(visit the link for the full news article)
CAIRO, Egypt Apr 7, 2007 (AP)— A top U.S. Democratic congressman met a leader of Egyptian President Hosni Mubarak's most powerful rival, the outlawed Muslim Brotherhood, U.S. officials and the Islamist group said Saturday.
Visiting House Majority Leader Steny Hoyer met with the head of the Muslim Brotherhood's parliamentary bloc, Mohammed Saad el-Katatni, twice on Thursday once at the parliament building and then at the home of the U.S. ambassador to Egypt, said Brotherhood spokesman Hamdi Hassan.
§ 953. Private correspondence with foreign governments.
Any citizen of the United States, wherever he may be, who, without authority of the United States, directly or indirectly commences or carries on any correspondence or intercourse with any foreign government or any officer or agent thereof, with intent to influence the measures or conduct of any foreign government or of any officer or agent thereof, in relation to any disputes or controversies with the United States, or to defeat the measures of the United States, shall be fined under this title or imprisoned not more than three years, or both.
This section shall not abridge the right of a citizen to apply himself, or his agent, to any foreign government, or the agents thereof, for redress of any injury which he may have sustained from such government or any of its agents or subjects.
1 Stat. 613, January 30, 1799, codified at 18 U.S.C. § 953 (2004).
Originally posted by UM_Gazz
Just a thought here, in this case since it is an "outlawed group" will that law apply here? Because this group has no official government position, and is not a sanctioned foreign power.
I really think that diplomatic trips are, and should be cleared by top US officials, so apparently these meetings had to have been arranged by US security officials no?
The Not-So-Moderate Muslim Brotherhood
This month’s Foreign Affairs from the Council on Foreign Relations features an in-depth look into the Muslim Brotherhood (MB) (Ikhwan al-Muslimeen) by Robert S. Leiken and Steven Brooke. Leiken and Brooke attempt to make the case for a pragmatic engagement of what they call the “Moderate Muslim Brotherhood” as an organization whose “relative moderation offers Washington a notable opportunity for engagement.” Borrowing from their own meetings with MB leadership from across the Middle East and Europe, they navigate the dizzying number of national permutations of the MB theme from Hassan al-Turabi in Sudan to Yusef al-Qaradawi in Qatar to Kamal el-Helbawi in the U.K. to name a few. As an example of what Leiken and Brooke believe to be the “moderate” stance of the Muslim Brotherhood, they note:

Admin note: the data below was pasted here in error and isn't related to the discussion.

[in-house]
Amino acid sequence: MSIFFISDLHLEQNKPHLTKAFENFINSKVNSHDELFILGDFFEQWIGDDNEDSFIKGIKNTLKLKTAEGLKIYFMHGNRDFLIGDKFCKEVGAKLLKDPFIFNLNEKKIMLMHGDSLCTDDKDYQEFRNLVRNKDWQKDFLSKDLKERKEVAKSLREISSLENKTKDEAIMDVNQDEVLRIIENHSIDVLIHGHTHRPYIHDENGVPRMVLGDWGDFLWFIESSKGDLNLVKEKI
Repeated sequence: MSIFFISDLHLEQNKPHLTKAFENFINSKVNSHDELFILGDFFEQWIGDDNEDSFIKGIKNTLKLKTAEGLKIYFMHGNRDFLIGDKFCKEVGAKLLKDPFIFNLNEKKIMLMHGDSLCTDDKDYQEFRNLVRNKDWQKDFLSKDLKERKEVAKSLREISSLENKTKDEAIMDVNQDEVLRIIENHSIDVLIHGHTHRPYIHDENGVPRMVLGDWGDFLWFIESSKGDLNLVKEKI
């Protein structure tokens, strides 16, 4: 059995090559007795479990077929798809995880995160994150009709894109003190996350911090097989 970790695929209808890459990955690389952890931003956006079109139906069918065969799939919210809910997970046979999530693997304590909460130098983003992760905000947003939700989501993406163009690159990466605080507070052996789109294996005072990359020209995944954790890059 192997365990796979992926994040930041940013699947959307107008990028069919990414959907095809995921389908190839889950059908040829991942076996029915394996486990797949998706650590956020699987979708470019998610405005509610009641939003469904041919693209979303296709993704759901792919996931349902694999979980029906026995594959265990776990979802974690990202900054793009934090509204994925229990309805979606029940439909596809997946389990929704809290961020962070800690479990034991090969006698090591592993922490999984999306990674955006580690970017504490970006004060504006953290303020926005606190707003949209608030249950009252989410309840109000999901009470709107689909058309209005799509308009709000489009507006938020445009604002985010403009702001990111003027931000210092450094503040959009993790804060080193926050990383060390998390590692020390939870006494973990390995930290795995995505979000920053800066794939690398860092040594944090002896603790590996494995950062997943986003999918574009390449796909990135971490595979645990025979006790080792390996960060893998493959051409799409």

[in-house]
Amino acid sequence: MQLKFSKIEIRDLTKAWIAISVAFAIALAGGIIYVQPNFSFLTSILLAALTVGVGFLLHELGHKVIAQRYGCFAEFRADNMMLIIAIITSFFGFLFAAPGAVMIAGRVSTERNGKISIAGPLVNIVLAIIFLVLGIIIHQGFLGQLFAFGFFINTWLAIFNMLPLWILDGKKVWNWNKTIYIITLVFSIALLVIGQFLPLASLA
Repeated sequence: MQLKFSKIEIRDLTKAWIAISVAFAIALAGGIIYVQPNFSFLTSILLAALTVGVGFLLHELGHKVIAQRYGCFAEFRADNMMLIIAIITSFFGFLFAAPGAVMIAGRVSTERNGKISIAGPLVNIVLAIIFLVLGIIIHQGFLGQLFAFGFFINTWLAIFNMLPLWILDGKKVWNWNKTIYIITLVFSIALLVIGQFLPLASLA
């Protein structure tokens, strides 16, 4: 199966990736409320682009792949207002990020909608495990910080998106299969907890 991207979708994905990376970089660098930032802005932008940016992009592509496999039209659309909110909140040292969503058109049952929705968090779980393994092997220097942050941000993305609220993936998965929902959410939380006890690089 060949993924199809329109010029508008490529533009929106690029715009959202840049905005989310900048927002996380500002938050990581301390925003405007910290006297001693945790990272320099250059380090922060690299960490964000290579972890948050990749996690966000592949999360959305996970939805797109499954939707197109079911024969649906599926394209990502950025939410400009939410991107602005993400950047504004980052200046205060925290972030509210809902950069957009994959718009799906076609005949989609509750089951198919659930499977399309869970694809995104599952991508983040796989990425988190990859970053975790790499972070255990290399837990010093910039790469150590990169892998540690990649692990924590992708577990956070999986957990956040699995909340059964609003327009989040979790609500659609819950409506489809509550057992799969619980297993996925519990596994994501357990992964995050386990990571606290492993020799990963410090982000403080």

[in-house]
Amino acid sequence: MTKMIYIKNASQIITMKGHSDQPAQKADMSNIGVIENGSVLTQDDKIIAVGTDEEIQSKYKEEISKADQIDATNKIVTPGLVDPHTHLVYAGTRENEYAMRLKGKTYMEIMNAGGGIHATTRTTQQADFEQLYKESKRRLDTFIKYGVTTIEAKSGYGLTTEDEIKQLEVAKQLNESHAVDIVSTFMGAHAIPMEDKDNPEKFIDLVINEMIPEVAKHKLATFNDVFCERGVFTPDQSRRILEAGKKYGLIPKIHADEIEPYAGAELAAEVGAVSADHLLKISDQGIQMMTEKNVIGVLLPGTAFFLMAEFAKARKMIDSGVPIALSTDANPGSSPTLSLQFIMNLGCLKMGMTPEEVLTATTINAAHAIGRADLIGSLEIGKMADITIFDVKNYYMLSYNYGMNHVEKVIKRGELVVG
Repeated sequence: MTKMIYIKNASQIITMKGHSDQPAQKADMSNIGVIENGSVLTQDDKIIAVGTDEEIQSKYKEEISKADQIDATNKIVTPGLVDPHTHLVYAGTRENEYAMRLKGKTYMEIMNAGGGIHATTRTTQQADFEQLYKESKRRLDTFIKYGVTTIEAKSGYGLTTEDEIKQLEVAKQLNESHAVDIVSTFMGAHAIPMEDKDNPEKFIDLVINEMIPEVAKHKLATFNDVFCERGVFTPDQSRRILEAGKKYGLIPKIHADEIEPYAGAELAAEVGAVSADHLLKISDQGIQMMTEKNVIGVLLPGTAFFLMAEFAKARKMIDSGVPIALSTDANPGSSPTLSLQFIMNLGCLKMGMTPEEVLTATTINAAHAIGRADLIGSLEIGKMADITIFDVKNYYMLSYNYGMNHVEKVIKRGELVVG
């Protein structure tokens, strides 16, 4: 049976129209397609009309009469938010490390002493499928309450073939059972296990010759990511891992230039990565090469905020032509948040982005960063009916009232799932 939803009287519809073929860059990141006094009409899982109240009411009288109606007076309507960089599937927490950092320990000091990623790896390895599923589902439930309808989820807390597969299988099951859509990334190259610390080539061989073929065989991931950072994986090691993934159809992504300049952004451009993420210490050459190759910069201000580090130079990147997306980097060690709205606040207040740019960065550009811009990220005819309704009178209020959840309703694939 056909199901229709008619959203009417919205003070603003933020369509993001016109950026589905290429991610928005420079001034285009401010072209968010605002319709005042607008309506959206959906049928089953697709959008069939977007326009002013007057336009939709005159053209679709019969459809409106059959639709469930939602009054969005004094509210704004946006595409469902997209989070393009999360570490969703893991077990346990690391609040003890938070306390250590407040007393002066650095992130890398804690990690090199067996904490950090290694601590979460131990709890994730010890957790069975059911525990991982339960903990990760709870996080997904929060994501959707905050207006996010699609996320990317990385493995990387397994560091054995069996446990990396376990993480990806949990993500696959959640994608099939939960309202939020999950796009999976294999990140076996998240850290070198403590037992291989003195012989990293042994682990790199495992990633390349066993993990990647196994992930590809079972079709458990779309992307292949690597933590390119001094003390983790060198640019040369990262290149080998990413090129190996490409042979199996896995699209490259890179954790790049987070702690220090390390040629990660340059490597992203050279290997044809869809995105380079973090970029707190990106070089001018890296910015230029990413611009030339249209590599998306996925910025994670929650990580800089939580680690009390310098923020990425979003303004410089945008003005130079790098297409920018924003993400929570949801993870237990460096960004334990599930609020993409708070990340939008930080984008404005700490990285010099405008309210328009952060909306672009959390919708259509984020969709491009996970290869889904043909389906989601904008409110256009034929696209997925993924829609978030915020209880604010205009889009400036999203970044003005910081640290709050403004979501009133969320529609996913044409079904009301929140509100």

He shall have Power, by and with the Advice and Consent of the Senate, to make Treaties, provided two thirds of the Senators present concur; and he shall nominate, and by and with the Advice and Consent of the Senate, shall appoint Ambassadors, other public Ministers and Consuls
Scope of Presidential Powers
An executive agreement can only be negotiated and entered into through the president's authority
Bay Area Congresswoman Meets with Muslim Brotherhood
SAN FRANCISCO (KCBS) -- Democratic Representative Barbara Lee of Oakland was part of a bipartisan U.S. delegation that met with a member of the Muslim Brotherhood, an organization banned in Egypt and shunned by Secretary of State Condoleezza Rice.
The delegation, which also included House Majority Leader Steny Hoyer, first met with Sudanese officials about the situation in Darfur before traveling to Egypt. Lee said between 20 and 25 members of the Egyptian Parliament were chosen to meet with the delegation.
Hoyer: No Meeting With Muslim Group
CAIRO, Egypt (AP) - A top U.S. Democratic congressman said he did not have ``personal meetings'' with a member of Egypt's largest opposition group, the banned Muslim Brotherhood, during a recent official trip, a spokeswoman for the American lawmaker said Sunday.
House Majority Leader Steny Hoyer's spokeswoman, Stacey Bernards, said the Maryland Democrat and his bipartisan delegation participated in a meeting Thursday with members of Egypt's parliament including Mohammed Saad el-Katatni, who is the leader of the Brotherhood's parliamentary bloc.
Hoyer also ``spoke briefly'' with el-Katatni later Thursday at a reception at the U.S. ambassador to Egypt's home, Bernards said.
Originally posted by djohnsto77
These aren't official U.S. diplomatic ventures. Members of Congress have no more right to engage in diplomacy on behalf of the United States as you or I do. That is solely the realm of the President and his Secretary of State.
The Logan Act is a United States federal law that forbids unauthorized citizens from negotiating with foreign governments. It was passed in 1799 and last amended in 1994. Violation of the Logan Act is a felony, punishable under federal law with imprisonment of up to three years.
The text of the Act is broad and is addressed at ANY attempt of a US citizen to conduct foreign relations without authority.
Passed under the administration of President John Adams, during tension between the U.S. and France, it was informally named for Dr. George Logan of Pennsylvania, a state legislator (and later US Senator) and pacifist who in 1798 engaged in semi-negotiations with France during the Quasi-War.
Egyptian police detain more Brotherhood members
CAIRO, (Reuters) - Egyptian police detained 10 members of the opposition Muslim Brotherhood on Thursday evening and Friday morning, part of a wider crackdown that has seen dozens arrested since late last year, the organisation said.
Nine of the detentions were in the Nile Delta province of Beheira northwest of Cairo and one in the capital, the Islamist group's Web site www.ikhwanonline.com said.